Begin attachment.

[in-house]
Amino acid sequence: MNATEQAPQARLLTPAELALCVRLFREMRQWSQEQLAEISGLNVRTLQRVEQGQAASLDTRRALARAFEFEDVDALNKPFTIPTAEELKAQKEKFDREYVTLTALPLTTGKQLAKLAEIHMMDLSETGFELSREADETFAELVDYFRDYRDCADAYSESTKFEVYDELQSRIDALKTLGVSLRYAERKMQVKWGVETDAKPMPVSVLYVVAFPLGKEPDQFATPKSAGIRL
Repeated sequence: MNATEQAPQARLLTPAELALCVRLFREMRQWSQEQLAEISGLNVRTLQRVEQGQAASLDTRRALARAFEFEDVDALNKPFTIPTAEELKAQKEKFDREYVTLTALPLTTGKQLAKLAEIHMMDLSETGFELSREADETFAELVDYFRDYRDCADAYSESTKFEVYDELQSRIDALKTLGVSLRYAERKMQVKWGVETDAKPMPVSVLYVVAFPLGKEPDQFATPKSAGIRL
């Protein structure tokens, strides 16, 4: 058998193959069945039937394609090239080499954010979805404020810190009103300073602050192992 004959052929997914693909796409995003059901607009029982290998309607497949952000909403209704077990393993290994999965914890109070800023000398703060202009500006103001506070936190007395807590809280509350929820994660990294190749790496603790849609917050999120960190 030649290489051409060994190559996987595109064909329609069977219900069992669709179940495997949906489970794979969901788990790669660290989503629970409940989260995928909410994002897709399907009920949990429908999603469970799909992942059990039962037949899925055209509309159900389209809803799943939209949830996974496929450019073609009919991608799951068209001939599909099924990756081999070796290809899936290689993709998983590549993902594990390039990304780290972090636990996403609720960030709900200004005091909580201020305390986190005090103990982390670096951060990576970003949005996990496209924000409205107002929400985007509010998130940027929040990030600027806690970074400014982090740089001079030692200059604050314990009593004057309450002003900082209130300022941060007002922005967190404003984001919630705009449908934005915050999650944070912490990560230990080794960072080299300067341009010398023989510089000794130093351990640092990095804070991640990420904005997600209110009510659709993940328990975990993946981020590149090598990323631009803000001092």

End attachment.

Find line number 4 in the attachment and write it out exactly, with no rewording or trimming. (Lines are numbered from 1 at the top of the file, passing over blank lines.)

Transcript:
């Protein structure tokens, strides 16, 4: 058998193959069945039937394609090239080499954010979805404020810190009103300073602050192992 004959052929997914693909796409995003059901607009029982290998309607497949952000909403209704077990393993290994999965914890109070800023000398703060202009500006103001506070936190007395807590809280509350929820994660990294190749790496603790849609917050999120960190 030649290489051409060994190559996987595109064909329609069977219900069992669709179940495997949906489970794979969901788990790669660290989503629970409940989260995928909410994002897709399907009920949990429908999603469970799909992942059990039962037949899925055209509309159900389209809803799943939209949830996974496929450019073609009919991608799951068209001939599909099924990756081999070796290809899936290689993709998983590549993902594990390039990304780290972090636990996403609720960030709900200004005091909580201020305390986190005090103990982390670096951060990576970003949005996990496209924000409205107002929400985007509010998130940027929040990030600027806690970074400014982090740089001079030692200059604050314990009593004057309450002003900082209130300022941060007002922005967190404003984001919630705009449908934005915050999650944070912490990560230990080794960072080299300067341009010398023989510089000794130093351990640092990095804070991640990420904005997600209110009510659709993940328990975990993946981020590149090598990323631009803000001092």